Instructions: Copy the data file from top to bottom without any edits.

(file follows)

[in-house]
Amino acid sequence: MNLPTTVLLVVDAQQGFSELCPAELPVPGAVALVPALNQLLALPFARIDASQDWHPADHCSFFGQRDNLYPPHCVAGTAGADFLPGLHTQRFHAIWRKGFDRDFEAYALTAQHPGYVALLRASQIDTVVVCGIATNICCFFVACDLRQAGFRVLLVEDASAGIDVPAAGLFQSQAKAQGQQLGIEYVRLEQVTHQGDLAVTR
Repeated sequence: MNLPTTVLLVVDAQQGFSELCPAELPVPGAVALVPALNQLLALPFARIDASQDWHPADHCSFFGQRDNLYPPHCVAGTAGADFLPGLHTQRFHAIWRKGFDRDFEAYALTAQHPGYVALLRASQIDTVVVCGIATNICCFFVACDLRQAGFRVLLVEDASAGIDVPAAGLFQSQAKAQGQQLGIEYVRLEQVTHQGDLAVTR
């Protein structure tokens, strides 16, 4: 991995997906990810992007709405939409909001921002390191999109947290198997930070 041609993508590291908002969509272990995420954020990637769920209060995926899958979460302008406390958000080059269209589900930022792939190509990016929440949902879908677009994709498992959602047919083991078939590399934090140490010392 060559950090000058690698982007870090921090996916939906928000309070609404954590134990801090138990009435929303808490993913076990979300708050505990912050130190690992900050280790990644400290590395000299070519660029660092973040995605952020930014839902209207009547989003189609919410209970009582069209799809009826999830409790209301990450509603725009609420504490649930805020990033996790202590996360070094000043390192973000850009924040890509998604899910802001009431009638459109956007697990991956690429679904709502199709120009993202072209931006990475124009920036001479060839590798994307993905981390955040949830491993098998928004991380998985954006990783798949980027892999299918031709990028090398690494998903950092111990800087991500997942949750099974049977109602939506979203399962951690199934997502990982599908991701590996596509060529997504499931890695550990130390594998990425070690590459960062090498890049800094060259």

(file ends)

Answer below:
[in-house]
Amino acid sequence: MNLPTTVLLVVDAQQGFSELCPAELPVPGAVALVPALNQLLALPFARIDASQDWHPADHCSFFGQRDNLYPPHCVAGTAGADFLPGLHTQRFHAIWRKGFDRDFEAYALTAQHPGYVALLRASQIDTVVVCGIATNICCFFVACDLRQAGFRVLLVEDASAGIDVPAAGLFQSQAKAQGQQLGIEYVRLEQVTHQGDLAVTR
Repeated sequence: MNLPTTVLLVVDAQQGFSELCPAELPVPGAVALVPALNQLLALPFARIDASQDWHPADHCSFFGQRDNLYPPHCVAGTAGADFLPGLHTQRFHAIWRKGFDRDFEAYALTAQHPGYVALLRASQIDTVVVCGIATNICCFFVACDLRQAGFRVLLVEDASAGIDVPAAGLFQSQAKAQGQQLGIEYVRLEQVTHQGDLAVTR
């Protein structure tokens, strides 16, 4: 991995997906990810992007709405939409909001921002390191999109947290198997930070 041609993508590291908002969509272990995420954020990637769920209060995926899958979460302008406390958000080059269209589900930022792939190509990016929440949902879908677009994709498992959602047919083991078939590399934090140490010392 060559950090000058690698982007870090921090996916939906928000309070609404954590134990801090138990009435929303808490993913076990979300708050505990912050130190690992900050280790990644400290590395000299070519660029660092973040995605952020930014839902209207009547989003189609919410209970009582069209799809009826999830409790209301990450509603725009609420504490649930805020990033996790202590996360070094000043390192973000850009924040890509998604899910802001009431009638459109956007697990991956690429679904709502199709120009993202072209931006990475124009920036001479060839590798994307993905981390955040949830491993098998928004991380998985954006990783798949980027892999299918031709990028090398690494998903950092111990800087991500997942949750099974049977109602939506979203399962951690199934997502990982599908991701590996596509060529997504499931890695550990130390594998990425070690590459960062090498890049800094060259």